The level of control desired is up to the individual's needs and for the results they want. Any level is an equally valid choice from an art perspective. But it's inappropriate to use the art argument if your intentions are to accurately communicate or analyze a technical photographic concept. For this, you must have the proper tools. You can't chop down the mightiest tree in the forest with a herring. Well, you can't. And to purposely obfuscating a technical discussion as being disassociated with the making of art is simply a dishonest strawman argument. Isn't tone reproduction theory just a theory anyway?

    In this thread, I've shown how the aim negative density range from the Zone System testing won't be the range obtained in actual shooting conditions, nor is it one that you would want to have. In effect, there was a breakdown in the ability of the Zone System to correctly communicate what was going on in the test. In other words, from the movie Princess Bride, "I don't think that means what you think that means." If I was communicating with someone who was proficient in the terms and concepts of tone reproduction, I would have been able to explain the apparent discrepancy in two sentences and with two sets of variables.

    I used to enjoy reading the "technical" photographic how to articles in View Camera magazine. The author would inevitably reach a point in his explanation where he no longer was able to accurately communicate the technical aspects of his concept and the article would quickly devolve into a series of musical analogies. He could explain how to do the technique, but didn't have the tools to explain the concepts of what happens and why. He needed a chain saw but only had a herring.

    I've attached two two quadrant curves that which explains to anyone who can understand the language of tone reproduction, without using words, why the Zone System speed method produces consistently lower speed values, by around 2/3 stops, than the ISO method as well as proving meters don't see 18%. Tone reproduction theory is a communication and analytical tool. It's also a dessert topping and a floor wax.

    Saying that my normal is CI 0.58 communicates a great deal of precise information. The difference in precision between the Zone System and Tone Reproduction is like the difference between saying something is blue and giving its Pantone or CIElab value.

    since you've done the tests you know what the Normal N, N1 N2 N3 and N-1 N-2 N-3 times are so you don't block up the hightlights. jot down the N reading and it all falls into place as expected.
    Good for you. How is that concept different than with tone reproduction? With the tools of tone reproduction, I can show you exactly how it works (see the four quads in post #69). I'm not limited to generalized statements.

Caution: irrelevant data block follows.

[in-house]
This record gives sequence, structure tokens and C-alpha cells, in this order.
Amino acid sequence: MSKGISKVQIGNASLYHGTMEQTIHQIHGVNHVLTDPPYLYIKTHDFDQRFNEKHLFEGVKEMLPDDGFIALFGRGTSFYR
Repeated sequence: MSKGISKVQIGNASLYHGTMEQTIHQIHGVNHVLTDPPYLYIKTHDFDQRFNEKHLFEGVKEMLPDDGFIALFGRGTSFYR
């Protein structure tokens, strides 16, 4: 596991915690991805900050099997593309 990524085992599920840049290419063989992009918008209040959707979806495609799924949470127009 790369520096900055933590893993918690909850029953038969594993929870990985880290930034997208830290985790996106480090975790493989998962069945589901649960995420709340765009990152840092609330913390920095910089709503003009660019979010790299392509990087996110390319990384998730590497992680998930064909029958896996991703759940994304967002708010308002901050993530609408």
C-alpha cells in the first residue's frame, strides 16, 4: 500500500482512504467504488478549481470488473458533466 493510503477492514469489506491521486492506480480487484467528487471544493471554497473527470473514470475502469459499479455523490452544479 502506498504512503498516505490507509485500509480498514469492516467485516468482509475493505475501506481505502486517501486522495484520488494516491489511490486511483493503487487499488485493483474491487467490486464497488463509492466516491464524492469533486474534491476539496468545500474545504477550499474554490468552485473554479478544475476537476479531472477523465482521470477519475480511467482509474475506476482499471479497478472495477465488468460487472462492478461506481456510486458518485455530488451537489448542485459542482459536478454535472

BTW, what are your N, N1, etc? Can you communicate them to me in a way where I that I can accurately reproduce the results? I'm not asking how to test, but communicating the results from the test in precise and meaningful way? I can tell you my range from -2 to +3 is 0.48, 0.53, 0.58, 0.66, 0.75, and 0.88. Tone reproduction is a tool to communicate ideas and concepts.

    Actually the conclusion to the question in is thread is while the results are correct (1.05), they aren't what was expected (1.25).

    Did you know that there's an mistake in the Kodak CI chart? The values they have for a 9 1/3 stop SBR doesn't work. They are for a 10 stop SBR range. Tone reproduction theory gives me the tools to deduce it. It gives me control over the information. I'm not restricted to passively accepting some "expert's" word.

    Anyone notice the CIs in the development chart for Xtol don't equate with the CIs in Kodaks CI chart? Did you know that it because there is a difference between "pushing for speed" and "pushing for contrast"? The tell as to which approach they are using is the EI column in the Xtol chart.

    Xtol Kodak Chart

    0.52 0.50
    0.58 0.58
    0.65 0.70
    0.75 0.88
    0.85 1.17

    The reason is that rating the film at higher EIs underexposes the film shifting everything to the left and lowering the effective NDR. Increased development shifts the shadow densities approximately 1/3 stop to the right per stop push. That means that the a one stop underexposure will only be a 2/3 stop underexposure so the processing needs to be at 2/3 stop and not 1 stop for a one stop speed push. A two stop underexposure requires only a 1 1/3 stop push in development. Compare the Xtol numbers to the numbers on Kodak CI chart for the 1.05 LER. You will see this progression.

    Two simple sets of numbers in the Xtol development chart tells me so much and gives me insight into the thoughts and intentions of the people who put it together, and that puts me in control.

    I guess I just don't understand why anyone would want to use the anti-intellectual argument. That is unless there are Republicans in the house!
    Last edited by Stephen Benskin; 09-10-2011 at 02:59 PM. Click to view previous post history.

  4. #74

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    Before you study Zone, mountains are mountains and rivers are rivers; while you are studying Zone, mountains are no longer mountains and rivers are no longer rivers; but once you have had enlightenment mountains are once again mountains and rivers again rivers.

  5. #75
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    With a gaggle of jets flying at 60,000 ft and about 700 mph, you don't have time to worry about things like mountains, rivers or placement on an H&D scale. you shoot! And at about $1000 / hour, you had better be right!

    Wearing an oxygen mask and flying upside down at zero g or 3 g does not help either! Shoot it! Be right!

    PE

  6. #76
    Bill Burk's Avatar
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    Ha PE,

    I consider myself privileged to work at Kodak... But I don't know those kinds of privileges.

    Today I had to deal with similar stress. I've got two kids in soccer and today was the soccer parade. While walking up to the field, I took a spot reading on my kid's soccer shorts, obvious shadow and placed on Zone II. I checked the off-white stucco of the school and saw it was falling on Zone VI so I was safe. Got the camera out, f/stop and shutter speed were already correctly set. Then I found myself facing into the sun so I popped on a lens shade. Checked the background for distractions, looked in the general vicinity of the kids, and there they were.

  7. #77